I agree with all of this, however if they like party games and if you are going for a "fun" time, don't worry about balance or anything like it. Make "pretty" maps with cool themes and lots of glyphs, when they want to become more balanced let them shift towards it. I find competitive scape is an acquired taste and if you try and shove everything at them at once, they will mostly likely not have the greatest time. IMO, castle sieges are the best way to pull people into the game, they are aesthetically and thematically pleasing to our minds + they can easily be made into 2v2's if you don't have the terrain for 2 separate maps + armies are usually prepicked to avoid complete pwnage and the hassle of picking units.

On a side note, if you go with good old classic scape, let your group find their favorite units and then help them build armies around them. I find that the huge unit selection is overwhelming at first, so helping them build decent armies is a big factor in keeping them hooked.

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Old February 6th, 2013, 01:46 AM
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Re: Teaching Dos and Doníts?

1) Like everyone before, I think basic is boring. Really boring, and I play it with my 5 yr old. Why? Because basically you move your figures next to the opponent's figures and slug it out. The only "strategy" is choosing who to attack first. Not fun at all, just a bunch of dice rolling.

2) 4 player games? You spend so much time waiting for other people to move it gets boring really fast. I've done it a lot, and no matter how you set up the rules it always ends up being a snore. Two small maps is better, among other things you can have fun watching the other game if yours is dragging at the moment. You can also then have a tournament, which is fun too.

3) There is advice out there on how to teach to kids, but the bottom line is avoid units with complex strategies. For example no bonding, bonding is cool but beginning players always forget to move the bonded unit. Or you can go with all bonding, and then give the instruction "put all your order markers on this unit and when you move it be sure to move this other unit first." In general just look at the unit, do you have to think a while before you can figure out how to use it? Then don't give it to someone--and still be prepared to offer friendly advice on using all of a units abilities.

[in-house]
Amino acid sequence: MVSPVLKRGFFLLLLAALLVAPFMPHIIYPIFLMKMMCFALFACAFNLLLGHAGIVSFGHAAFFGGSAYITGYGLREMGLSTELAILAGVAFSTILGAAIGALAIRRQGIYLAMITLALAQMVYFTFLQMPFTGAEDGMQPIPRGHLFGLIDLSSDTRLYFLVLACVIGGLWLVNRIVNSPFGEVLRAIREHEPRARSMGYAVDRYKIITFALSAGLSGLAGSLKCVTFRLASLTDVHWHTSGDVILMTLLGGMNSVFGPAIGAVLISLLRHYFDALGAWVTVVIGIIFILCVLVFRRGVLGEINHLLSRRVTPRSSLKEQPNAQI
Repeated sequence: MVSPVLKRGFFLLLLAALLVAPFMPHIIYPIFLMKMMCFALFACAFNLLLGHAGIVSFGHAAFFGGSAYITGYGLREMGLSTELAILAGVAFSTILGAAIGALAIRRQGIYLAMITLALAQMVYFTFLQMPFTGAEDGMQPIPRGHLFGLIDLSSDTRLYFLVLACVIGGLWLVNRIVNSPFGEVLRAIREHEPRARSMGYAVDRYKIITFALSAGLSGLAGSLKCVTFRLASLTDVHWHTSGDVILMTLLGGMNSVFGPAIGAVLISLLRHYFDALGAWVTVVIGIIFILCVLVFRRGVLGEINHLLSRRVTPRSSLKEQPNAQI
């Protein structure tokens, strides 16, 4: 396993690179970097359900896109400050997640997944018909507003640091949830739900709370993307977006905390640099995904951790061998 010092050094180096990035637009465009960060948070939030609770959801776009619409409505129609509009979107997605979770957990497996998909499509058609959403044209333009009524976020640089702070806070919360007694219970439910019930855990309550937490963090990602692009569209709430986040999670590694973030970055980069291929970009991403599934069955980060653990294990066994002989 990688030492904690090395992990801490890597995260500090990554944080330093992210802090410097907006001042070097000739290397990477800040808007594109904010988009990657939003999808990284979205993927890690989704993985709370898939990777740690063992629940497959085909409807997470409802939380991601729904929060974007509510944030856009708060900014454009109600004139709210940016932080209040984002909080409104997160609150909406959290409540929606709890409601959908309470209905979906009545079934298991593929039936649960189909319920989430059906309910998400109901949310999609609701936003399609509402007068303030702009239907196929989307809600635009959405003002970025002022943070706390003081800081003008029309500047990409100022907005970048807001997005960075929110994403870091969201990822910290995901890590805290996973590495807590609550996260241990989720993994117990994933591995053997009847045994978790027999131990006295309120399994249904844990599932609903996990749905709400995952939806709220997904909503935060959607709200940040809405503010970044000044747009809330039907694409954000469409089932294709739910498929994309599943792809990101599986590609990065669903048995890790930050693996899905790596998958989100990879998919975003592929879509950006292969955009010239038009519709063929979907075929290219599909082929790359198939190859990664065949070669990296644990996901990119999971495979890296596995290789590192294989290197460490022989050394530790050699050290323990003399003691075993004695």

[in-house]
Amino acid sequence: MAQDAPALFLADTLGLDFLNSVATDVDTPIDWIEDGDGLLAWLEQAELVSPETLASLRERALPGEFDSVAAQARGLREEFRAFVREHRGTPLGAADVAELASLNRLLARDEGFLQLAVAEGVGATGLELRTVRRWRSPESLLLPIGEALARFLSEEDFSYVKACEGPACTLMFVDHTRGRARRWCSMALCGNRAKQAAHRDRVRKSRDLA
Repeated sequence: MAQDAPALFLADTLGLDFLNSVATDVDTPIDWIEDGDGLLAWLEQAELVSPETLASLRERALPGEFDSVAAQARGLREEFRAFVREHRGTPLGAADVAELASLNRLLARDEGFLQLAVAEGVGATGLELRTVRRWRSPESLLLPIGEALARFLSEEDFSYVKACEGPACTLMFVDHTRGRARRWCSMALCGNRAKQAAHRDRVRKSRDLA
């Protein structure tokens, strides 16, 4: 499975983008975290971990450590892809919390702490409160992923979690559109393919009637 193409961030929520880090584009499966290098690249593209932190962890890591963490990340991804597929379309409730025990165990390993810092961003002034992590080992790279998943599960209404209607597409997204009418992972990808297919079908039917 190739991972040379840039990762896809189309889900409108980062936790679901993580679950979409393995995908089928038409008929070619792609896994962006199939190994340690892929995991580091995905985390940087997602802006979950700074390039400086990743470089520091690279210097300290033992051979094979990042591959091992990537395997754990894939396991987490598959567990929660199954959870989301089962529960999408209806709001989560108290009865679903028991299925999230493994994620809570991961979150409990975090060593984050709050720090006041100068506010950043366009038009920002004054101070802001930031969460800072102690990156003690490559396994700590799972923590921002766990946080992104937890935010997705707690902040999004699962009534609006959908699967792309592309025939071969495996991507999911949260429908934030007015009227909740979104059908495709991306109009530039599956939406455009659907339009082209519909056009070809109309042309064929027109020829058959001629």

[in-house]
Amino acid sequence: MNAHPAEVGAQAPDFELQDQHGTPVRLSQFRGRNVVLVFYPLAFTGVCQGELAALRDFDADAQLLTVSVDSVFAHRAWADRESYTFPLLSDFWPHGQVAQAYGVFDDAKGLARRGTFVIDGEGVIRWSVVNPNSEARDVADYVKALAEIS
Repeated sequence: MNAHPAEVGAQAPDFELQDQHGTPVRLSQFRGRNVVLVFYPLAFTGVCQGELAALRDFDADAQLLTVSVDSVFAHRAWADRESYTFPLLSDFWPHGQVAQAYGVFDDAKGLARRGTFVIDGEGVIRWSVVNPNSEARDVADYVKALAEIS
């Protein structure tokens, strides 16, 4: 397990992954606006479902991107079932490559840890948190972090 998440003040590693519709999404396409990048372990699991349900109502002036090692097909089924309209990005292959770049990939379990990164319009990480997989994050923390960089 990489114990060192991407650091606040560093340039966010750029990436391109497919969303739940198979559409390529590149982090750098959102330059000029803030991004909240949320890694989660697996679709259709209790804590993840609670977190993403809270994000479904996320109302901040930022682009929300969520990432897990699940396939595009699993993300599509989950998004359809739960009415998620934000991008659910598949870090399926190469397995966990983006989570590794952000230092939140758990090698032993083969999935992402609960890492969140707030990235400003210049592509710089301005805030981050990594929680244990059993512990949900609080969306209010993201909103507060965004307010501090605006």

4) 200-300 is good. I've done that a lot. Honestly though the size of the army (if you construct it with beginners in mind) is not nearly as important as the simplicity. You could give me a thousand points of Venoc Vipers and I'd be able to play that army with ease. (I know you don't have them.) The big thing you're controlling with the size of the army is the length of the game. Beginners are slow.

And, like shafizele said, don't worry too much about balance. A great example of this is unbalanced glyphs. In competitive play you don't want to include them, but with beginners the more the merrier. That way someone who's losing can get the right glyph and smash the opponents. It's a lot of fun when it goes your way.

And have fun, if you're not having fun they won't have fun.
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Old February 6th, 2013, 08:38 AM
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Re: Teaching Dos and Doníts?

Agreed on "dodging the draft". Make some fun, pre-made, theme-based armies for them to choose from. (I like "good" vs "evil" armies.)

The dice matchup is similar to Risk so you can use that as a reference.

For the first game, you might consider all-melee armies (so you can bring LOS rules in later), all Hero armies (the Squad thing can be hard to get initially) or skip the X markers.

Good luck and have fun!
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Old February 6th, 2013, 09:57 AM
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Re: Teaching Dos and Doníts?

I was recently teaching a couple of friends how to play Scape. They had played D&D and board games like Settlers of Catan so they were no strangers to dice, but there aren't too many games like scape out there and I don't think they had played anything real similar.

I had 560 point armies. I thought about 300 points with mainly heroes but thought an army with squads would look cooler so:

Nilf, GSW x3, Mezzodemons x3
Tor-kul-na, Su-bak-na, nagrubs x5
Hydra x3, Rhogar, Heirloom
Death chasers x5, Me-burq-sa, ogre warhulk, ice troll